A recent case at the University Hospital afforded an unusual opportunity by early nephrectomy and later by necropsy to observe the development of a primary vascular nephritis of infectious origin. The operative specimen presented the characteristic pathologic appearance of periarteritis acuta nodosa and the necropsy specimen, two months later, showed the transformation of this lesion into early arteriosclerosis and chronic vascular nephritis. Associated with this renal vascular pathologic condition was a similar lesion of the cystic artery of the gallbladder, the pancreatic artery and the splenic artery.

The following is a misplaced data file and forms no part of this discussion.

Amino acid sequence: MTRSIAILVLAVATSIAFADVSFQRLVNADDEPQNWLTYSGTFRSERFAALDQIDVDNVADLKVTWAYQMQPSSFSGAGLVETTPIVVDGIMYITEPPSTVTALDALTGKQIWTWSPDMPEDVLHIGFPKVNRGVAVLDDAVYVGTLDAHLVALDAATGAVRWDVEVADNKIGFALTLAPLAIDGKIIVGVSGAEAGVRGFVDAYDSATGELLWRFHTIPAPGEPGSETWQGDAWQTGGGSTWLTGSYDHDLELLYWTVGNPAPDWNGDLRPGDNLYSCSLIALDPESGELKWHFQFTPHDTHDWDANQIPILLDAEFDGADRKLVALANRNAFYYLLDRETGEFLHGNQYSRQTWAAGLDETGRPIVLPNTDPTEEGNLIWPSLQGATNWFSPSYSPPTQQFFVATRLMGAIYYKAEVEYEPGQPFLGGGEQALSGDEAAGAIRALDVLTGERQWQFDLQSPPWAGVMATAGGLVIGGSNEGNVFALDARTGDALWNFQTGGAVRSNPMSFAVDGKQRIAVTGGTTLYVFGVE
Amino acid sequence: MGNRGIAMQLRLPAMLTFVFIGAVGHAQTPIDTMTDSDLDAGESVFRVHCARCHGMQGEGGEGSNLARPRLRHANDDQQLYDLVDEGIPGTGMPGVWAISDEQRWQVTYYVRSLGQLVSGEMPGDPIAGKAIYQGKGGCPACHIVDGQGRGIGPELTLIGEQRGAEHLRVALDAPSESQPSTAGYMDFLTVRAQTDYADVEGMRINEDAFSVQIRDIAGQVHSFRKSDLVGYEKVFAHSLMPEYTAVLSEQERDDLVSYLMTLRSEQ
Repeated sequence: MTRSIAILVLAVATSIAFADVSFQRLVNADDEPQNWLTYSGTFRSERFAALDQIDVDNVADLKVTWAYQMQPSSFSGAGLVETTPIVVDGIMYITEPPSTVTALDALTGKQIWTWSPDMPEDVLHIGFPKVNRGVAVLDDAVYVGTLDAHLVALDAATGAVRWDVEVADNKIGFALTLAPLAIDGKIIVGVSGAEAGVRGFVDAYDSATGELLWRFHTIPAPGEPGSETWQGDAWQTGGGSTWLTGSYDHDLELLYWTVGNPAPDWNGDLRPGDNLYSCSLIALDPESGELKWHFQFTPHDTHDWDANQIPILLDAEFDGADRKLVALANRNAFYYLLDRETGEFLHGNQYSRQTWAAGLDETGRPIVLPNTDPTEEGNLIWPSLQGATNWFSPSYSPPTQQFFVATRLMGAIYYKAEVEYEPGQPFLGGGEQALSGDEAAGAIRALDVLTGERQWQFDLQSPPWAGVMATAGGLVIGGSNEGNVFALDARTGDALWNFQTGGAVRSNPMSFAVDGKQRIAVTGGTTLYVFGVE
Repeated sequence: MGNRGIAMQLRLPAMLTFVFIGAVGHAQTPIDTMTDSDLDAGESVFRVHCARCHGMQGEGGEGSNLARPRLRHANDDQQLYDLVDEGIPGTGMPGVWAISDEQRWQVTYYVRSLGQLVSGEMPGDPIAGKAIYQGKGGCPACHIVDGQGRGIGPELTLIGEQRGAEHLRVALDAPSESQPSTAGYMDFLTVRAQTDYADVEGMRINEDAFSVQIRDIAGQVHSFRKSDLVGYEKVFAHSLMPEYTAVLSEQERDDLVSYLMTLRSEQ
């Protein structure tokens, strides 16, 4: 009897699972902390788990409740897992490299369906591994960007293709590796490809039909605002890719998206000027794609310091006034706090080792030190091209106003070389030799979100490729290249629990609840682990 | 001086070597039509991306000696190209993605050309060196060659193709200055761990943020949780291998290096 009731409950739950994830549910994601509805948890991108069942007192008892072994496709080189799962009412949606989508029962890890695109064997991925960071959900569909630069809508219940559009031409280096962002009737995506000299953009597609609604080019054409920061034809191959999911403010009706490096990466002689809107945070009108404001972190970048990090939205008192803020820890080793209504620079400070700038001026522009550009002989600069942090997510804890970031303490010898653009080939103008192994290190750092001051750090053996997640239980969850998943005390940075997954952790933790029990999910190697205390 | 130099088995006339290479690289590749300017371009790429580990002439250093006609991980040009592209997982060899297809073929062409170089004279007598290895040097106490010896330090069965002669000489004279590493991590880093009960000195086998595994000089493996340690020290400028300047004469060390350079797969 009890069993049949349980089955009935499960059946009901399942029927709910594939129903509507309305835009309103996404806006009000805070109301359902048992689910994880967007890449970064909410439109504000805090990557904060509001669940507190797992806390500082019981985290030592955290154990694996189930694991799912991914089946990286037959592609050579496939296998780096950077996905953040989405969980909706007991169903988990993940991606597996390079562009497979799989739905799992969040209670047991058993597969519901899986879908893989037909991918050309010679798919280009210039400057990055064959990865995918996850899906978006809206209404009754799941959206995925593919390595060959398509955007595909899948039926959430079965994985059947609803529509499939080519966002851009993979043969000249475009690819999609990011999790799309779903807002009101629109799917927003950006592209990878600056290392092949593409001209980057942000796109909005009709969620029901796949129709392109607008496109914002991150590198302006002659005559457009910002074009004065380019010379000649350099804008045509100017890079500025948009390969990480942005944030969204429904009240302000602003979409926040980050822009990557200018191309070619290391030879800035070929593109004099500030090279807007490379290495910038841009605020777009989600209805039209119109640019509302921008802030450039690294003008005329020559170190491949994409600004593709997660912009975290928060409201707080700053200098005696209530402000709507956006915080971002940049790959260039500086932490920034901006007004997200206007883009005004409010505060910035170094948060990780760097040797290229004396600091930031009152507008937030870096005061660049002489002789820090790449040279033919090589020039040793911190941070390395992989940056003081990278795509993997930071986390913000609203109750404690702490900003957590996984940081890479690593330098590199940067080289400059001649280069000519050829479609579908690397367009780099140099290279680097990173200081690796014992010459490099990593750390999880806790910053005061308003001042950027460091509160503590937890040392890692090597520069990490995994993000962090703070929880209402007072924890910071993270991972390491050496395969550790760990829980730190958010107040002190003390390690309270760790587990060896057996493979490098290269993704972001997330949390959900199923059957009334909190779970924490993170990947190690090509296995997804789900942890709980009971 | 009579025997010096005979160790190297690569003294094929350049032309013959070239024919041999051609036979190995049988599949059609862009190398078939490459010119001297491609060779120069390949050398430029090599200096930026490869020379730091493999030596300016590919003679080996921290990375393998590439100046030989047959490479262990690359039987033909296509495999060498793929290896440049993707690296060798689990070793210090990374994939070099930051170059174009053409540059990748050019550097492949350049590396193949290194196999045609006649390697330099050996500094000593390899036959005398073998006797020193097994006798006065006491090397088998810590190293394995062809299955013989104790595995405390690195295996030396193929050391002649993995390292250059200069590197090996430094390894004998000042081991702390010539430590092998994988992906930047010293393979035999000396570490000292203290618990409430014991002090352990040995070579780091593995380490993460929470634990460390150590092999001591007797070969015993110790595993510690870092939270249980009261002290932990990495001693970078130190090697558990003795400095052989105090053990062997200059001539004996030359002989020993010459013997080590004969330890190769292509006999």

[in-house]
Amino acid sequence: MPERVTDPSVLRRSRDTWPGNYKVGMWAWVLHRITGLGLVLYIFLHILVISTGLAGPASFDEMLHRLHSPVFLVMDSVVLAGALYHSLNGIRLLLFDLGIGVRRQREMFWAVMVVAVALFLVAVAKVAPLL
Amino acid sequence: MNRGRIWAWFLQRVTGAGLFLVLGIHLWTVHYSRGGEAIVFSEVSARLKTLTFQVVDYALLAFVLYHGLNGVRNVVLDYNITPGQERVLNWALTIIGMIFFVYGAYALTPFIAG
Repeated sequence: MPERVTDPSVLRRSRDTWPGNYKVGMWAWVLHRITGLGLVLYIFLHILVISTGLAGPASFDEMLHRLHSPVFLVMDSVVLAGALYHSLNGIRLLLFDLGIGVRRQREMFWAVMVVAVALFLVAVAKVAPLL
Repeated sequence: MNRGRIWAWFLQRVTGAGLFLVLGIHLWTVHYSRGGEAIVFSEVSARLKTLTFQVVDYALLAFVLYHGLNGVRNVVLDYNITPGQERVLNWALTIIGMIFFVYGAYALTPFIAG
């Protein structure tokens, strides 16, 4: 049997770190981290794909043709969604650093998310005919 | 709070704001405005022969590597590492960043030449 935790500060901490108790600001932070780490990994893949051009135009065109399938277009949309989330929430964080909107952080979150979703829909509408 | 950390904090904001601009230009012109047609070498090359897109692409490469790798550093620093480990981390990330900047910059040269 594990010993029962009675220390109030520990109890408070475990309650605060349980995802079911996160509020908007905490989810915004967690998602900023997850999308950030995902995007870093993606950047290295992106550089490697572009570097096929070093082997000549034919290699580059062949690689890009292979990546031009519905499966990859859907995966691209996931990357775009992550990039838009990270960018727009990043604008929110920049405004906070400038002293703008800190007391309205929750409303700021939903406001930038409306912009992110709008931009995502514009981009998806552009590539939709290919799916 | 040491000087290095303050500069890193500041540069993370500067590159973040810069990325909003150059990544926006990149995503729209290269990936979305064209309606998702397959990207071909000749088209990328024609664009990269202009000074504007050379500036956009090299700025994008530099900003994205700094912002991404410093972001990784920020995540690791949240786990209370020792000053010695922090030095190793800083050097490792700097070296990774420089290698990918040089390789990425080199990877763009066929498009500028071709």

REPORT OF CASE
—Mrs. C., aged 24, entered the Universtiy Hospital, Sept. 13, 1924, with the complaint of general malaise of three weeks' duration, weakness and loss of weight, from 118 to 82 pounds (53.5 to 37.2 kg.), over a period of several months. The history was unreliable as the patient was a morphin addict; she had been using "bromidia" for several